• Circa

    I agree with you that most depression is situational but what can we say about someone like David Foster Wallace? At the top of his career, one of America’s greatest modern writers, had a loving spouse, lots of friends, lots of money …. So how could he have been depressed? He was on antidepressants for most of his life. And he even tried ECT which makes me a little less ashamed of my own ECT.

  • all too easy

    Where is your proof? U have none, honey. Not one scientifically established test proves you are right.

    BTW, beloved lil Robbie, what exactly is a thought? Prove thoughts exists, sweetheart. Scientifically. You know, with a microscope or an MRI or CAT scan. I will not respond to your pathetic attempts to divert. Sorry Robbie, but, u b clueless.

  • Circa

    Brain scans show changes when a person is afraid of something(scary movie, perhaps) or thinks of something wonderful (flowers in bloom), etc. Answering “What exactly is a thought?” would require a neurologist and a philosopher. You, I dare say, are neither.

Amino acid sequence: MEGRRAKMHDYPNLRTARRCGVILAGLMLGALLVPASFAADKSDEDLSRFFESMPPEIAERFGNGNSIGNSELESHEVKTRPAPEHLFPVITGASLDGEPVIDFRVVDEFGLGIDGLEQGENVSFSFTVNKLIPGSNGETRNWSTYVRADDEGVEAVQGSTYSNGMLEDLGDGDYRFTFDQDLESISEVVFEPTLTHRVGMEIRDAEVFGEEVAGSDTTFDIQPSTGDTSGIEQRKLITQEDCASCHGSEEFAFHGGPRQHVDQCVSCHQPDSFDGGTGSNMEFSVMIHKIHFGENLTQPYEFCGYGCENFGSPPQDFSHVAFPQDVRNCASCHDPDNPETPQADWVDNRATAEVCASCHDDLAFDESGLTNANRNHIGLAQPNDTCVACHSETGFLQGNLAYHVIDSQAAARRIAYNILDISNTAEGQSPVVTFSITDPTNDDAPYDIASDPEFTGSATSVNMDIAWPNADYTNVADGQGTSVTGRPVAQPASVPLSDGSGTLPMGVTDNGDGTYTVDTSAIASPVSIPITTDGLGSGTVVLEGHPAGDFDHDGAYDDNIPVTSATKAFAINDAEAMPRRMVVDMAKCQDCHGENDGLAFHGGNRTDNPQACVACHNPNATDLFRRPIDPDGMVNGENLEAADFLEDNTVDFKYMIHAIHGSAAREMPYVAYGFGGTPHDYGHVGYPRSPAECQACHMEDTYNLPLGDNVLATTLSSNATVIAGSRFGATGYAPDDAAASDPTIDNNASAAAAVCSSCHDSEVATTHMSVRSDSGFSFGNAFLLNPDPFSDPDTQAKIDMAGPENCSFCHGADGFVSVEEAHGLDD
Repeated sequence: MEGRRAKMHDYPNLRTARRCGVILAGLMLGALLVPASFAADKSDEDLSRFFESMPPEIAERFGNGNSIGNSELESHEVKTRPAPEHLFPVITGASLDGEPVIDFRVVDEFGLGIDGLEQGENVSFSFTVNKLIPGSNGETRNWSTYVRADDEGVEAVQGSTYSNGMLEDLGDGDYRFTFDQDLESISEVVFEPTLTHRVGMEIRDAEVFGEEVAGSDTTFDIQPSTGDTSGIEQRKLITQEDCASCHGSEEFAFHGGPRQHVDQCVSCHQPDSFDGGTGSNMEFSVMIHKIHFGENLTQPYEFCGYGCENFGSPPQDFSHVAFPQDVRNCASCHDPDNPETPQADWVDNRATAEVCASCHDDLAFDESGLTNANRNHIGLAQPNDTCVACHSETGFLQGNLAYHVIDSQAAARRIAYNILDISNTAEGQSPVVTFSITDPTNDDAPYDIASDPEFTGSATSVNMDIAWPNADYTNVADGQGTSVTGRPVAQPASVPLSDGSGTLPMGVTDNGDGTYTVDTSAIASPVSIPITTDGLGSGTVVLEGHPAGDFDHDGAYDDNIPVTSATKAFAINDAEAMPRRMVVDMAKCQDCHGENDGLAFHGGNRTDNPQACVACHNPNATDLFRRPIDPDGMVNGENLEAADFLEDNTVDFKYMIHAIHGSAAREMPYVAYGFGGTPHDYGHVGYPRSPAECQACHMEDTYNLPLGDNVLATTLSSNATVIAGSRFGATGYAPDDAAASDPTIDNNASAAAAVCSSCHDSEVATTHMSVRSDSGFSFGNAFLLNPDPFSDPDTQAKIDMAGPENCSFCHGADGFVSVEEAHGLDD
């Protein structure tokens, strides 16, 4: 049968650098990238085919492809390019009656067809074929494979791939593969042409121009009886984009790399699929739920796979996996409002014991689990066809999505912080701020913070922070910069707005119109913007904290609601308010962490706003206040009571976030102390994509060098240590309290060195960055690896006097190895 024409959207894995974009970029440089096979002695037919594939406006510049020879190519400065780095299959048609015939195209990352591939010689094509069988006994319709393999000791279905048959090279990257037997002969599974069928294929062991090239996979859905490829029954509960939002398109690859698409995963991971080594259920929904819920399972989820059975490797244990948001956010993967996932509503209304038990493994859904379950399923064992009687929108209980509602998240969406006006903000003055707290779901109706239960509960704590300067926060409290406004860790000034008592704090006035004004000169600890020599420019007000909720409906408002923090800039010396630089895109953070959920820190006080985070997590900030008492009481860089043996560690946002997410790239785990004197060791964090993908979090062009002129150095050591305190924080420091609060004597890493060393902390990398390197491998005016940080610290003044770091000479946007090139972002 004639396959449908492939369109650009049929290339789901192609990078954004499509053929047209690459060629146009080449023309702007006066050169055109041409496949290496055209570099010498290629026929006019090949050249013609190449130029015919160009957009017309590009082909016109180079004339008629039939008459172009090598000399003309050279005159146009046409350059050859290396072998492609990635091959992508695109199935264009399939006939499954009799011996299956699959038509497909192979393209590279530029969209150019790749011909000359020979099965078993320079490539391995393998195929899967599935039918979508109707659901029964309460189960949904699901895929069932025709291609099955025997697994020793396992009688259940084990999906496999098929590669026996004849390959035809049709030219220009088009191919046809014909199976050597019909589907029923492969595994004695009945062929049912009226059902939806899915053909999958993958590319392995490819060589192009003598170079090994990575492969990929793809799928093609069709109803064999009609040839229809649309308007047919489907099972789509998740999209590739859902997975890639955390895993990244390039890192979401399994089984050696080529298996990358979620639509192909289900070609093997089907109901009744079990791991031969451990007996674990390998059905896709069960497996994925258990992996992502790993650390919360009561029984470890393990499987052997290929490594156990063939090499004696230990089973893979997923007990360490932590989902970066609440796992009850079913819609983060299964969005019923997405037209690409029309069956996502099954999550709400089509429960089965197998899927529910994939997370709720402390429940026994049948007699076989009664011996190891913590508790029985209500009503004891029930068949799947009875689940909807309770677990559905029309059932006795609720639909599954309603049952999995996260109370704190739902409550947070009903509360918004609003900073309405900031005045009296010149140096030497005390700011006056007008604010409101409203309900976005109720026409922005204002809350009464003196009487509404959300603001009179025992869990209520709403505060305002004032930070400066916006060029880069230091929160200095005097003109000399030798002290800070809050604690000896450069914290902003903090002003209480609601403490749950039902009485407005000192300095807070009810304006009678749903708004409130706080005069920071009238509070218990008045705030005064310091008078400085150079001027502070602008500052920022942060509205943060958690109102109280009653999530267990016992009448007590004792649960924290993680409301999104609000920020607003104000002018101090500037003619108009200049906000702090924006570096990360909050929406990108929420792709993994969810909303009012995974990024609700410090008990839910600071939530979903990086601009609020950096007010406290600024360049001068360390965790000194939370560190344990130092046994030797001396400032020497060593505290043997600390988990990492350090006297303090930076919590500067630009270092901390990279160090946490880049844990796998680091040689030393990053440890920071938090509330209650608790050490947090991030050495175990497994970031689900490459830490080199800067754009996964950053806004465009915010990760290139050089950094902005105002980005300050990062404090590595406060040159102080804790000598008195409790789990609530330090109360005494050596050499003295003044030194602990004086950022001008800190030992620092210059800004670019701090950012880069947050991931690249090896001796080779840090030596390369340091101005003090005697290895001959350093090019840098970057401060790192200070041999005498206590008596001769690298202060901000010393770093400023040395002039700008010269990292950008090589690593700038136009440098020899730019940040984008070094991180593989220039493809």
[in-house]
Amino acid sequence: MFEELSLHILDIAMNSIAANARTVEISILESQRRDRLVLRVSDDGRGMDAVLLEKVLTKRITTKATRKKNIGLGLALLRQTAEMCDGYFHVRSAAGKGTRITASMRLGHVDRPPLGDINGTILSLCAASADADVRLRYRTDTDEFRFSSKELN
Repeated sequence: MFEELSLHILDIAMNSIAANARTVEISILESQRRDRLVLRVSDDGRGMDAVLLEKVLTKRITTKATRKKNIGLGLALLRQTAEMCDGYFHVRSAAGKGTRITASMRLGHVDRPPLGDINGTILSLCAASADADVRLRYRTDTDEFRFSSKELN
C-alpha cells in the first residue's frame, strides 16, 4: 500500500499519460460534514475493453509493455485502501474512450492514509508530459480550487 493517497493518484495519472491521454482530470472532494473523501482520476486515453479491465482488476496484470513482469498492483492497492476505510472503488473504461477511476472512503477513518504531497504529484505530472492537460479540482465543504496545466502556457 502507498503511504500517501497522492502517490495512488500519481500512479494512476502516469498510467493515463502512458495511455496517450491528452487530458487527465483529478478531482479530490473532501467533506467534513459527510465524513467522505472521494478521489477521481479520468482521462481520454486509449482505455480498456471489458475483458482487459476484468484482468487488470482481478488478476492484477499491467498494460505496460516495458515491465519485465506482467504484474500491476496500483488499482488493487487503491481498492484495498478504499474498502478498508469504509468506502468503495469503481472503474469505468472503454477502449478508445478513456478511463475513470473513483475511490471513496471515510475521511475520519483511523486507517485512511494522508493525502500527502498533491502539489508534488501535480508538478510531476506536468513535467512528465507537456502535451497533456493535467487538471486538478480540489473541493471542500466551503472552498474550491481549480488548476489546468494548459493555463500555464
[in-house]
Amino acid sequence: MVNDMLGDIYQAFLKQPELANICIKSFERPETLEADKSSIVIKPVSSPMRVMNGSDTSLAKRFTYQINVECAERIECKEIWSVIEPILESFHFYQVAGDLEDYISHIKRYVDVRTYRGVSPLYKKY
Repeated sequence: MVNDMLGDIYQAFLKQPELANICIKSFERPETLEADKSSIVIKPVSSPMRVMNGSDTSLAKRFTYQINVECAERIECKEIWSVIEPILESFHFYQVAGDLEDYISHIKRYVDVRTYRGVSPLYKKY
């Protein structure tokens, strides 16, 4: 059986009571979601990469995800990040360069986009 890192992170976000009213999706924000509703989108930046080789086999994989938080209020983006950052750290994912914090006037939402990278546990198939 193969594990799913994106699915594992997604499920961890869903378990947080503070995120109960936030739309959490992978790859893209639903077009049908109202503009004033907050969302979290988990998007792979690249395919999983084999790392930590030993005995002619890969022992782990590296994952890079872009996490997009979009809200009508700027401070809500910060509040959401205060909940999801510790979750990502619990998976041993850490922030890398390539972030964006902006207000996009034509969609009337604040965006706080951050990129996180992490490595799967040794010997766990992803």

• Phil_Hickey


    Sorry, I’ve gotten a bit behind. Here’s how I see it.

    We all have a public life and a private life. Often it is the case that people who outwardly have everything going for them, are privately besieged by an array of problems which they manage to conceal from even close friends for years. So the answer to your question is: we don’t know.

    But I do know this: of the hundreds and hundreds of depressed people that I worked with over the years, once I got to know them, (and that takes time and trust), I could honestly say: if I were in your shoes, trying to deal with what you’re having to deal with, I would be depressed too.

    Best wishes.

  • Circa

    Yes, I think that must be the case. It’s incredible how much he accomplished while suffering so much pain. DFW’s death had an enormous impact on me. I couldn’t help thinking “Well, Christ, if he couldn’t go on living, how is someone like me (with none of his successes) supposed to manage?” I don’t know if you have read his suicide note. It as, just as one would suspect, beautiful and moving as is the rest of his work. Makes me teary just thinking about it.